United States v. Rosario, (N.D. Ill. 2017)
After a burglary of a store that sold guns and rare coins, investigators obtained subscriber information for a phone number from which an after-hours call to the store was placed. Following this slim clue, investigators found that it was Rosario’s cell phone. Investigators then obtained cell site location information (CSLI)—without a warrant or other court order—for the phone and placed the phone at the scene and time of the burglary.
After Rosario was charged, he asked that the CSLI be suppressed because the investigators did not obtain a warrant for the information. This fact pattern can be seen in dozens of cases across the nation. In most prosecutions, as in Rosario’s case, courts apply the “third-party doctrine,” ruling that the information is willingly disclosed to a third party (the cell phone service provider) and therefore doesn’t trigger the Fourth Amendment search warrant requirement.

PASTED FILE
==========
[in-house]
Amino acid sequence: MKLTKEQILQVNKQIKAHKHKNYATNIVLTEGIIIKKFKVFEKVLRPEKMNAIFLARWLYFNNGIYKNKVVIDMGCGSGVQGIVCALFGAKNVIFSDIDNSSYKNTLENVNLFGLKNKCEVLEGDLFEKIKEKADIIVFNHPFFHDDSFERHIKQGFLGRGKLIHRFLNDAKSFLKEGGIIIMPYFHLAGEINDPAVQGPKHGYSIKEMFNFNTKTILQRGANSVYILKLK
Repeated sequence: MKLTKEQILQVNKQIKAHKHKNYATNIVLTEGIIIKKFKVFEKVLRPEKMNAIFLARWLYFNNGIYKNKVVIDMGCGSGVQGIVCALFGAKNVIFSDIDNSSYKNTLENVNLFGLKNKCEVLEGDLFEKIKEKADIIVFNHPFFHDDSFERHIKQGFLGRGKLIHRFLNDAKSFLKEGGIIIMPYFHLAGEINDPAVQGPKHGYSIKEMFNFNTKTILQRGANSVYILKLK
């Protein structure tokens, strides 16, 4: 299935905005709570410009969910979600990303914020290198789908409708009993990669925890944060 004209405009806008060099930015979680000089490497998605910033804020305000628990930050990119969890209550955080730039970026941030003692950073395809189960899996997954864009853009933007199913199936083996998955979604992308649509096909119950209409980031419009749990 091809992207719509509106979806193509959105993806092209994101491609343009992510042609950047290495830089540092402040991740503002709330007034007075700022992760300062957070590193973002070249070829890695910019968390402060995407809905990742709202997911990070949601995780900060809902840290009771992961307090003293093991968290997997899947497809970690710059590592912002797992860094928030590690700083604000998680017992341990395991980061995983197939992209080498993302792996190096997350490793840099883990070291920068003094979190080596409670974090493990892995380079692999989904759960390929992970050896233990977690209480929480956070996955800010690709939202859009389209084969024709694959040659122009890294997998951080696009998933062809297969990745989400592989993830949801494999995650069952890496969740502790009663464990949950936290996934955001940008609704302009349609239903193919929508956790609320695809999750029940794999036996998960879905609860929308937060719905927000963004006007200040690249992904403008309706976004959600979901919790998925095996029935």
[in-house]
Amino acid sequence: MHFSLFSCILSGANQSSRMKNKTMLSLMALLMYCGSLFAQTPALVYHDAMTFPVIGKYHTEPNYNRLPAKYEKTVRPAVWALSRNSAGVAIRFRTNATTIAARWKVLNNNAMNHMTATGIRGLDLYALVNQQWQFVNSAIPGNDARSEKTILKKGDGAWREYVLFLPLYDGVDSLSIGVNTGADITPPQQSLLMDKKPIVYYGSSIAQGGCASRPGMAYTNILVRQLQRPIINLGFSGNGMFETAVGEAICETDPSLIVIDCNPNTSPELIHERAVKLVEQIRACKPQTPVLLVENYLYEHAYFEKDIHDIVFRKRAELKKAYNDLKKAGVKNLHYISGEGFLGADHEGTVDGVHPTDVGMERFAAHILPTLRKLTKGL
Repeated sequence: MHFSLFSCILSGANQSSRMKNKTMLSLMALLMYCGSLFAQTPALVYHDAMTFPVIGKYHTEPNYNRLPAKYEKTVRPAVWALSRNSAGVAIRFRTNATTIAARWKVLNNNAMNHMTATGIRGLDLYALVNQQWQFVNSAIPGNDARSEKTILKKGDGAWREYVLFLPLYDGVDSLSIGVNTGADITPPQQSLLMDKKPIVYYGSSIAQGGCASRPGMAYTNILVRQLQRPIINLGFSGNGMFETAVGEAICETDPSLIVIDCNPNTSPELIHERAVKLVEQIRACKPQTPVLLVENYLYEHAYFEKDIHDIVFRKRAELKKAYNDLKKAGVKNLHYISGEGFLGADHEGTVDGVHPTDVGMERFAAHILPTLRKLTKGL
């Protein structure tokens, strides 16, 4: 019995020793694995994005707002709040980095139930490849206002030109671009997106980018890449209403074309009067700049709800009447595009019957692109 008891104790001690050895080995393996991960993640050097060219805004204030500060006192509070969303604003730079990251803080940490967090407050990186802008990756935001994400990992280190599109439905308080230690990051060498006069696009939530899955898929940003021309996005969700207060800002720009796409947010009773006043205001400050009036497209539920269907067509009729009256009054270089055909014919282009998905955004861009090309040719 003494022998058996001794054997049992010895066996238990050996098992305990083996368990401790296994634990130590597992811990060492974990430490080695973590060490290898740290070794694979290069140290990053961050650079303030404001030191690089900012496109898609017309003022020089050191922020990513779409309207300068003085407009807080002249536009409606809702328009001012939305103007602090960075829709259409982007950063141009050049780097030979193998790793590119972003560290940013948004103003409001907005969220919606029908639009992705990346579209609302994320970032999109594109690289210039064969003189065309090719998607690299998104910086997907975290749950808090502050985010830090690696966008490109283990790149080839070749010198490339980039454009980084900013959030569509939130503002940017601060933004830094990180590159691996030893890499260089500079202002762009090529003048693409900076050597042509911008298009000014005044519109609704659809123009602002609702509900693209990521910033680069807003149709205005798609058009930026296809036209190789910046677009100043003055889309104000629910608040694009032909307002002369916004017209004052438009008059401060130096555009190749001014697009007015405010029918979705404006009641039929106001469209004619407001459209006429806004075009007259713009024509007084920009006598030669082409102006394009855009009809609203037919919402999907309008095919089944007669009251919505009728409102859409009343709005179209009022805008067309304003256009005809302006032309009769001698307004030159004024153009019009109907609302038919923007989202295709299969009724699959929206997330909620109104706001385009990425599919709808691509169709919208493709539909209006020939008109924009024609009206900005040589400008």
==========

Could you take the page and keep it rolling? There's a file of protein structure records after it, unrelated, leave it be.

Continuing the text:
Every federal circuit court of appeal to consider this fact pattern has ruled that the CSLI was obtained without a Fourth Amendment search. However, the court acknowledged that many have questioned the continuing vitality of the third-party doctrine as it applies to mobile phones and similar devices. There is a petition for certiorari pending in the United States Supreme Court in a case where the circuit court of appeals held that there is no Fourth Amendment search when investigators obtain subscriber information associated with an individual’s internet protocol address from a third-party technology company (United States v. Caira, 833 F.3d 803 (7th Cir. 2016), petition for cert. filed (Sept. 11, 2016) (No. 16-6761)).
Many advocacy groups are weighing in, hoping that the Supreme Court will take its next step in application of the Fourth Amendment to modern technology.